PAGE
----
Campaign for Kyiv Continues
Manipulative sociology, access to Medvedchuk-linked media and substantial amount of old-fashioned billboards that started appearing back in autumn 2019, long before some of the parties have made decisions about their potential candidates for the position, do not constitute an exhaustive list. There is a high probability that bots are also involved.
A significant amount of Facebook profiles leaving comments in support for Palchevsky on news publications about mayor elections, including at one of the leading outlets Ukrainska Pravda, have a small amount of friends (usually circa 30) and rarely post anything – in particular, have few photo uploads. Some of them, however, appear to be highly interested in Palchevsky personally. Google Image search for one of the presumed bot accounts generates images of Andrii Palchevsky himself, mostly from publications about him on 112 – because the person in question has been actively leaving comments under those.
Moreover, opening several of these links demonstrates that the company commenting in support of Palchevsky is largely the same – there is a similar set of the same ~10 accounts that post comments under relevant publications, and two profiles seem to consistently post after each other, sometimes engaging in a mutually supportive conversation:
NB: While there is no conclusive proof that these are not original Facebook accounts, such patterns are likely to indicate inauthentic coordinated behavior.
In addition to the generic complimentary comments, there are several main groups of messages promoted by presumed bot accounts in regard to Palchevsky’s candidacy as a mayor:
- He is a native-born Kyivan, which makes him a good candidate for the city;
- He is the only possible competition for Klychko;
- He is only accused of being pro-Russian because he criticizes current government;
- His frequent appearance on Medvedchuk-linked channels does not mean he is pro-Russian;
- He is candid, not afraid to speak out, a qualified expert but not yet tainted by being in power.
Putting Palchevsky against Klychko and denying his ties to Russian and pro-Russian actors may be spotted more frequently. First of all, Klychko currently enjoys the highest level of support among the possible candidates, so to raise the chances of any competitor it is important to first and foremost undermine the current leader of electoral race. This also makes room for a speculation that at least part of the bots involved does not support a designated candidate directly, but rather is focused on leaving negative comments about current Kyiv leadership, which are also a lot. This, however, does not mean that all the criticism is artificially generated: there are many issues in the capital which current administration is not dealing well with.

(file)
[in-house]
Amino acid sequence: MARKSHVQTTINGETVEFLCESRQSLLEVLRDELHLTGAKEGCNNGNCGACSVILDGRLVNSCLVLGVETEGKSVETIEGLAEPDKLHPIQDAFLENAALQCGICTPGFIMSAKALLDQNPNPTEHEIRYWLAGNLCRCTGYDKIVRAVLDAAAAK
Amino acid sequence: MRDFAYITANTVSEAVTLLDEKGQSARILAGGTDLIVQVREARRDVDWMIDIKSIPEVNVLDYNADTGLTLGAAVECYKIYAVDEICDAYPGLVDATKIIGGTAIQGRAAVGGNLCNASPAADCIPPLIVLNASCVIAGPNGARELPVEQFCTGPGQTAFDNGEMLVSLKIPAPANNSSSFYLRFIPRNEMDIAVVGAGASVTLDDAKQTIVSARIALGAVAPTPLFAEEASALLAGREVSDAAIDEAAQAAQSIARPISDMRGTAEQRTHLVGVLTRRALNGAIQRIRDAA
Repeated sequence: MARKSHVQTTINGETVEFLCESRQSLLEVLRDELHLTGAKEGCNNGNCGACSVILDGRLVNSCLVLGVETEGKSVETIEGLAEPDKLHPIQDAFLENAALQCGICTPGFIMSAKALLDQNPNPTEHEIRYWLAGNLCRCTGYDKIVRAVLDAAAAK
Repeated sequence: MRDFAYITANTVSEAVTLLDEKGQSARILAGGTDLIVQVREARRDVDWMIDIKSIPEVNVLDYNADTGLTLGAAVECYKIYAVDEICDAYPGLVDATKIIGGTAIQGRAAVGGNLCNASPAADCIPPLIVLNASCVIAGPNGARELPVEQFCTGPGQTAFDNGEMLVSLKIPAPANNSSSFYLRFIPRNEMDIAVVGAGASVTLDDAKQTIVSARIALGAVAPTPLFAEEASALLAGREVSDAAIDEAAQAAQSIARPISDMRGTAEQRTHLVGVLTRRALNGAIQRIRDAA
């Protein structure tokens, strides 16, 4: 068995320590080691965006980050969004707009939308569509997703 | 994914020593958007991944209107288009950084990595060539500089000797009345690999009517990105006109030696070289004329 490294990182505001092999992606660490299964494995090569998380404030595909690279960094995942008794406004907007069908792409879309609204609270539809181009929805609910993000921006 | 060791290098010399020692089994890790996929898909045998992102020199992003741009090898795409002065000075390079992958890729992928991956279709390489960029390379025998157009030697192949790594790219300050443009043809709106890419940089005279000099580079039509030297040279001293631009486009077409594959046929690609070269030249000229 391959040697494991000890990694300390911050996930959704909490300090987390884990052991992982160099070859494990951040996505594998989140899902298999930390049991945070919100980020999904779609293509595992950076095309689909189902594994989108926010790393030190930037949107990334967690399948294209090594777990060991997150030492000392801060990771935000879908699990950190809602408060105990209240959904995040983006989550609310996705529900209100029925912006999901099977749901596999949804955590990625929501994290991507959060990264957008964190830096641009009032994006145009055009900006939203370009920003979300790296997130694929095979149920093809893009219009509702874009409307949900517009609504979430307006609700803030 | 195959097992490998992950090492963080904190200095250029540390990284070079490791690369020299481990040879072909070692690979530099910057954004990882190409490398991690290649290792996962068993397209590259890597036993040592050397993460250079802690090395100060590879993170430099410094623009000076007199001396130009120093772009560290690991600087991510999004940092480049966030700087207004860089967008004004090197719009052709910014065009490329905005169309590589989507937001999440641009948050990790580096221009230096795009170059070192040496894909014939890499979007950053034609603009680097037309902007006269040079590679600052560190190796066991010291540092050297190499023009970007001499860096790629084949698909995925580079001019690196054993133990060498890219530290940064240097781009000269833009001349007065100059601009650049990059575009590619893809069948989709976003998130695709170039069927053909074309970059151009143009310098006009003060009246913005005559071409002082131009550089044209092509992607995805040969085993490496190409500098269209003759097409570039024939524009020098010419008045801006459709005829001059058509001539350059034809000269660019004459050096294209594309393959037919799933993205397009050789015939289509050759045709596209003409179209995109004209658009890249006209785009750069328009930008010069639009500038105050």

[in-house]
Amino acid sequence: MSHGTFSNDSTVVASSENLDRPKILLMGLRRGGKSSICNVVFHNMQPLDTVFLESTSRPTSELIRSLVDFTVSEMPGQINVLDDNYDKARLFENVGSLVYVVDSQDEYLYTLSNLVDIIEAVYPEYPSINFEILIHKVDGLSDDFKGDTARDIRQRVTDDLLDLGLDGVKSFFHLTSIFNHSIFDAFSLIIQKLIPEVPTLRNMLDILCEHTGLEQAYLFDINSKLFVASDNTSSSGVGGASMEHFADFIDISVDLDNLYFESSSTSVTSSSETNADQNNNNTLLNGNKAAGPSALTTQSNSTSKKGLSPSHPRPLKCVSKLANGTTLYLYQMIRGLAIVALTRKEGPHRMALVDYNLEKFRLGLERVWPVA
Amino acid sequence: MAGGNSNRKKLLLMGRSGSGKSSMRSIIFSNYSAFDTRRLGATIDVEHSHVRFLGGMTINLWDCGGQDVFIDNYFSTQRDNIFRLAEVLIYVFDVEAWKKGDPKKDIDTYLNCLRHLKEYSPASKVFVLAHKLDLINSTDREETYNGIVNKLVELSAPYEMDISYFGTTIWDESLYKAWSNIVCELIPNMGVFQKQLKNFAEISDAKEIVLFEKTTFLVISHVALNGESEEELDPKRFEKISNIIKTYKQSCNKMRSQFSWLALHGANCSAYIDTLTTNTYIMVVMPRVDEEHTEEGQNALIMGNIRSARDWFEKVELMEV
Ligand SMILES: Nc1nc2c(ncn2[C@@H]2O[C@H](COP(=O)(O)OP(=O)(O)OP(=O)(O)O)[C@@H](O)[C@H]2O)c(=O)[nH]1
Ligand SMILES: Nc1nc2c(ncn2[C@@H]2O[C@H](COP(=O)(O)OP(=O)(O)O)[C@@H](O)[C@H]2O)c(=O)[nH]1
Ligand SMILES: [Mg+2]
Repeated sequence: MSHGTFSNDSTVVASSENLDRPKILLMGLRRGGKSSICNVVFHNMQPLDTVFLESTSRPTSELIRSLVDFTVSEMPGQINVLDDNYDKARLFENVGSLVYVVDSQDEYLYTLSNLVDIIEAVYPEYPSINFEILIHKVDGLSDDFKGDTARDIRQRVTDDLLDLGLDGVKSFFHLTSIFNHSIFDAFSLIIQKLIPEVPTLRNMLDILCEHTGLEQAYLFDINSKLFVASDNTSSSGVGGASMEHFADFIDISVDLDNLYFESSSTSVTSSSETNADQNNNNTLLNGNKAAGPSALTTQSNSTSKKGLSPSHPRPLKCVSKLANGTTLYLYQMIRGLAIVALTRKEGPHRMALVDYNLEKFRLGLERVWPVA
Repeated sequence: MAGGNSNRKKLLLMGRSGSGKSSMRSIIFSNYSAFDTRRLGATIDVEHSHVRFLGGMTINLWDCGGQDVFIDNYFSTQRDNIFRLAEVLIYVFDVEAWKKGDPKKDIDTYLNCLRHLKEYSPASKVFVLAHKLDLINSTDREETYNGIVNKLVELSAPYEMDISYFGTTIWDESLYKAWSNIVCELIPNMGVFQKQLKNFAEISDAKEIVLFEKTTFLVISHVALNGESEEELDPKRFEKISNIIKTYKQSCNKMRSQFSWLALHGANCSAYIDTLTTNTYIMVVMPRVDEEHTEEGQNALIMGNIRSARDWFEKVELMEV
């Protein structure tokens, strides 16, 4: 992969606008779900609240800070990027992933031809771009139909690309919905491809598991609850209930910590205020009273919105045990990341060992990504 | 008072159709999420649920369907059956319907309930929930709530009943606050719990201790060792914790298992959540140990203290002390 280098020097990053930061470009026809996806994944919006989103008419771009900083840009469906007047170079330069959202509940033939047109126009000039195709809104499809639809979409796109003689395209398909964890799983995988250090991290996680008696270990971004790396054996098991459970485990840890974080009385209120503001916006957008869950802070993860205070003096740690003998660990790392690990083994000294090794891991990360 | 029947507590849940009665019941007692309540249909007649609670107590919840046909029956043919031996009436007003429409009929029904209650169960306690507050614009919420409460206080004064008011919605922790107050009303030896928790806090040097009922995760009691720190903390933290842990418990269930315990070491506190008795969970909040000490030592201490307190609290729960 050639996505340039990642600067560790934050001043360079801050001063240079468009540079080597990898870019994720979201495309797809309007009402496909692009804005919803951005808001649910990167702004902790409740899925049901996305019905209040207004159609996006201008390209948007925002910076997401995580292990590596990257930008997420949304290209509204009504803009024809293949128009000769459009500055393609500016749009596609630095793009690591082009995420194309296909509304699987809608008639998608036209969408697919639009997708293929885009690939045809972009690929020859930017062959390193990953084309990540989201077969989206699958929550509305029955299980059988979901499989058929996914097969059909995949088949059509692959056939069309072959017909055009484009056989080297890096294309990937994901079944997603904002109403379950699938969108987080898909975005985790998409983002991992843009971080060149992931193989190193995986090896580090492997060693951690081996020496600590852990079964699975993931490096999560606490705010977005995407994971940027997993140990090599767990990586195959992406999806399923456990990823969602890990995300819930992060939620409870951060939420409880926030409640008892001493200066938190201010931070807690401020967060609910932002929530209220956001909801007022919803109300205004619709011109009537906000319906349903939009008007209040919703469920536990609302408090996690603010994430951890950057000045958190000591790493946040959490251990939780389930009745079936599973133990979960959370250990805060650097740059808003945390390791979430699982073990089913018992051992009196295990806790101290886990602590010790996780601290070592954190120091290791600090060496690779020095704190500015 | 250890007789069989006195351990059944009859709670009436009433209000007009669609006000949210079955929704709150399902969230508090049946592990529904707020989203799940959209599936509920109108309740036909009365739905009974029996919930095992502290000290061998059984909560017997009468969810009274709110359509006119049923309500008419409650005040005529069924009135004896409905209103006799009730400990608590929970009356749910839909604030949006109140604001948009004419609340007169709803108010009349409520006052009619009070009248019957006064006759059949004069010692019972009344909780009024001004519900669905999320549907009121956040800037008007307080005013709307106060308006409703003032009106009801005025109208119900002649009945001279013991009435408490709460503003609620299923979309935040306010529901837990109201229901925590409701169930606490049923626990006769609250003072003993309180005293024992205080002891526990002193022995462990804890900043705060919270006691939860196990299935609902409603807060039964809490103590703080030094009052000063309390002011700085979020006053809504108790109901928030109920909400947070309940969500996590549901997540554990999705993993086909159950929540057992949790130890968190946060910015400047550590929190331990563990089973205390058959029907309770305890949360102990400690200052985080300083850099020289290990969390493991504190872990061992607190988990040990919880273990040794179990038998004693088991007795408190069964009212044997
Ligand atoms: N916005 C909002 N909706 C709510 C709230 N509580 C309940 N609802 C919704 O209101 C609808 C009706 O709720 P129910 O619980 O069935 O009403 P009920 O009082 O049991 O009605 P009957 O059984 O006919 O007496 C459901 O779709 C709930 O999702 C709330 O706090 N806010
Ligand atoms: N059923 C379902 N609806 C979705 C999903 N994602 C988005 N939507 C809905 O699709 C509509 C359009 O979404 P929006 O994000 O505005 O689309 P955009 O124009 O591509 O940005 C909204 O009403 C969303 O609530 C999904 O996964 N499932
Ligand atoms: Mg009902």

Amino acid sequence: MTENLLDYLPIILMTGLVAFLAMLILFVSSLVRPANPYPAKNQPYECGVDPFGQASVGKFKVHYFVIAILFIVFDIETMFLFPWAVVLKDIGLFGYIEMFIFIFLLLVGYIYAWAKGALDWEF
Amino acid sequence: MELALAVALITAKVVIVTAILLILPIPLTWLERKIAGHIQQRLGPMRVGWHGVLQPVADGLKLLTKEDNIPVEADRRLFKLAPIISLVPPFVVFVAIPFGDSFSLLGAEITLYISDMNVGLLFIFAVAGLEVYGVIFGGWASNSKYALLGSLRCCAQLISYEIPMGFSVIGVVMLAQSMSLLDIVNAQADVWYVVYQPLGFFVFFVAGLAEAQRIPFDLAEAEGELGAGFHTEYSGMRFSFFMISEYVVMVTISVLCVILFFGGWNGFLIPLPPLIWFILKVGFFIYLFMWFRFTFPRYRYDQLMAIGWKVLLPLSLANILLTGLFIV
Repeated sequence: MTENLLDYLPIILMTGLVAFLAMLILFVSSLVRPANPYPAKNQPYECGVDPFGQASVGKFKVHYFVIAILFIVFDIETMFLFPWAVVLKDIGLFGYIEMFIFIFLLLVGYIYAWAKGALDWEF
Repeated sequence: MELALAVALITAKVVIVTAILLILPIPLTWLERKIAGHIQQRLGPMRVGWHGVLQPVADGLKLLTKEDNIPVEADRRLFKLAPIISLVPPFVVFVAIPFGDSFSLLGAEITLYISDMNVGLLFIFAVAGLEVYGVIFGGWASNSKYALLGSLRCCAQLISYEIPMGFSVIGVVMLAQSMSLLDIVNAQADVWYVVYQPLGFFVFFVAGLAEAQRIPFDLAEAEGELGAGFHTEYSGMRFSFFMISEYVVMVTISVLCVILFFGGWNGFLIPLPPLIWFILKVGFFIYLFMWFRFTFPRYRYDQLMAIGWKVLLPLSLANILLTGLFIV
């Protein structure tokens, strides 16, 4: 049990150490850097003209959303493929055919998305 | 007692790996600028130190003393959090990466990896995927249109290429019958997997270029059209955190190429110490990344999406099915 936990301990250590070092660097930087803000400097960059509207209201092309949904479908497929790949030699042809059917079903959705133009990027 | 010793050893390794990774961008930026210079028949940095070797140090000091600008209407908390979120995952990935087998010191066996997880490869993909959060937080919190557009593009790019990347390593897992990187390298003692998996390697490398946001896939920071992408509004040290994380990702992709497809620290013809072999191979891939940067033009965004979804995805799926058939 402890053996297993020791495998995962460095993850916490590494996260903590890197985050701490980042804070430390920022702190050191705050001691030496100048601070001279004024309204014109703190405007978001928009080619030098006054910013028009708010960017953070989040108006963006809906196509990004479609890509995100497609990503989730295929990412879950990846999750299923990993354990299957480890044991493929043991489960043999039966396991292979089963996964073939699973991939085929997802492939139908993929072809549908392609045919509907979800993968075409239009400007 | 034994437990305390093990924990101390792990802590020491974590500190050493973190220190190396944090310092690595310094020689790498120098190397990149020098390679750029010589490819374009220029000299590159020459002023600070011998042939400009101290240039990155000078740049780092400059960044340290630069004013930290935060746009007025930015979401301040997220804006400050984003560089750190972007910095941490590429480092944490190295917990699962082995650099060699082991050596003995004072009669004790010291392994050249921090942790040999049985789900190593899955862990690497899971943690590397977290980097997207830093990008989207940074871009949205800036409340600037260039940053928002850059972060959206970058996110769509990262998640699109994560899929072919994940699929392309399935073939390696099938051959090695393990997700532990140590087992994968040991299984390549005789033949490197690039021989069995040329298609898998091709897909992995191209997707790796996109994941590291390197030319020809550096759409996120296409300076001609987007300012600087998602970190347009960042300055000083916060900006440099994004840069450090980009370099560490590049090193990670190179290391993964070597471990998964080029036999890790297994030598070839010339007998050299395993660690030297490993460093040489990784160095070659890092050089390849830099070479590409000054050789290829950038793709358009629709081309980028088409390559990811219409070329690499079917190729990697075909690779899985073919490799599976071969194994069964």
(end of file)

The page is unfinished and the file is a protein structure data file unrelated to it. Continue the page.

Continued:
Second, as central regions in general have the second highest approval of joining EU and NATO after Western ones, it is safe to say that Kyiv is mostly in favor of European and Euroatlantic integration. Openly pro-Russian candidate does not have high chances of success in the city, and it is, therefore, important to disengage from such political links.
Use of bots and trolls in facilitating political support is not a new tactic. During 2019 presidential campaign, almost 30% of all content on elections in Ukraine were written by bots (one third of them operating from Russia), and, despite the denials, this tool was utilized by different candidates. There is no proof that if Andrii Palchevsky indeed relies on artificial online support in campaign for Kyiv, he is the only one to do so. Comments in his favor, however, appear to be the most aggressive and explicit – and behind it one might easily overlook his ties to Russia, which are of particular importance when it comes to a potential position of significant political power.